As CodesInChaos notes, it will not be able to write outside of the Dropbox folder unless you execute it. Of course, if there were any directory traversal vulnerabilities in the client then this wouldn't hold true, but of the time of writing none have been discovered.
If you're concerned about running malicious files on a certain machine, then it would be better not to run the Dropbox client at all and simply use the web application to browse your Dropbox and shared folders. That way, Dropbox will not be able to write to your file system. It could be conceivable that an attacker who has the ability to execute files on a system, but not write them, could use Dropbox in order to get the files they need there. However, if this is the case then you're already partially compromised.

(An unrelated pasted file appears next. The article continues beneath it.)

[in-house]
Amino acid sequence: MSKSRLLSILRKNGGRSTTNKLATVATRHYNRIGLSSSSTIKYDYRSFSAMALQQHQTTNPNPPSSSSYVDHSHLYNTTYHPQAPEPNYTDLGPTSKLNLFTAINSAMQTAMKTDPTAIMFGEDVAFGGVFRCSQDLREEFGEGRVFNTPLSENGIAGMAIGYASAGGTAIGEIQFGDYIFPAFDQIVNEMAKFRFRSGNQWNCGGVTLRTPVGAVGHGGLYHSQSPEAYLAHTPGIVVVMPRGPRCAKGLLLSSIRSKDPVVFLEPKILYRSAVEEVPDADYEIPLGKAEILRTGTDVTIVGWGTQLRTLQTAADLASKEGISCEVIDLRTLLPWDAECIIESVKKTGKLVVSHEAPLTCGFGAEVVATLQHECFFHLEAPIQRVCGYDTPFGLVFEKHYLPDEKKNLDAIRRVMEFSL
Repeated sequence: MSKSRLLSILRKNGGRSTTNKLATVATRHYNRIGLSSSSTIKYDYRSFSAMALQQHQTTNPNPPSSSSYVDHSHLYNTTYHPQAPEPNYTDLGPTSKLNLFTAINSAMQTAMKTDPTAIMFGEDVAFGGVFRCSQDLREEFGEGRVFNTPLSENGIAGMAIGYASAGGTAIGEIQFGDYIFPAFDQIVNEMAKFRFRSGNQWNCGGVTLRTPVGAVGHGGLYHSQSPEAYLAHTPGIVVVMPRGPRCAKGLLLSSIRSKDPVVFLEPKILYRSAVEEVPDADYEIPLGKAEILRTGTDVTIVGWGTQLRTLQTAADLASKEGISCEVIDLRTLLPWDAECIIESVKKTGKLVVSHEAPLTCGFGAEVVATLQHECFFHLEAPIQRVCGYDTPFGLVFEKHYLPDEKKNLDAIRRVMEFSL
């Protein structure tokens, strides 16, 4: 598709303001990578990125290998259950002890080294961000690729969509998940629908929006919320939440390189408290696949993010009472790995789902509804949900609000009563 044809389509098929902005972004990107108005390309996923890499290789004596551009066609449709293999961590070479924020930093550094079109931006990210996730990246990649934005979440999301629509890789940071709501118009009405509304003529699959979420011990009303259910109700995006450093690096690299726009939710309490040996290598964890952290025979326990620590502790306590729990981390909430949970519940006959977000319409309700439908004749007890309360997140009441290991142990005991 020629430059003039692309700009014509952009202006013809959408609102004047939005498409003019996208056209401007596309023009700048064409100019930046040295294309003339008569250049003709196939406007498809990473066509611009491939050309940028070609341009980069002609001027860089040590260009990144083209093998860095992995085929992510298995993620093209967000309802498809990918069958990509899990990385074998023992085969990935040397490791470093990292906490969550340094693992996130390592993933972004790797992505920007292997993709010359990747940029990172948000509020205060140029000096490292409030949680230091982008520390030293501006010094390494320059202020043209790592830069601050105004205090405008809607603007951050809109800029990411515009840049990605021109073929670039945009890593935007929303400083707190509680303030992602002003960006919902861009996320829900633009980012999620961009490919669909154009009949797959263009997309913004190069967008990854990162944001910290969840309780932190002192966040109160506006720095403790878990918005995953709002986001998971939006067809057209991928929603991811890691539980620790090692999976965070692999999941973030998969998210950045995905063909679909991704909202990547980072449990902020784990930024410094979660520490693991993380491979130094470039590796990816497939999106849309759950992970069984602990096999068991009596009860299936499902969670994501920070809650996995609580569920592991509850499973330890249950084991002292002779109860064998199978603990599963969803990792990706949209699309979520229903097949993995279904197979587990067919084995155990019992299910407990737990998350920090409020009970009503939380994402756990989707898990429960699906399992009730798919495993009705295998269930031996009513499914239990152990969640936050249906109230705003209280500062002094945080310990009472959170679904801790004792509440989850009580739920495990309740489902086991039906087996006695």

Using the web app as a browser will allow you to choose which files to write, although you still need to be careful you don't download and execute anything malicious. Using a virus scanner or end-point protection tools such as Cylance, Webroot or SentinelOne can help.
In case of others running malicious code that infects the shared folders, Dropbox includes a feature where 30 days' worth of changes are backed up, which you could use in order to restore all files to their pre-infected state. You may need to contact them though if there are a large number you wish to restore.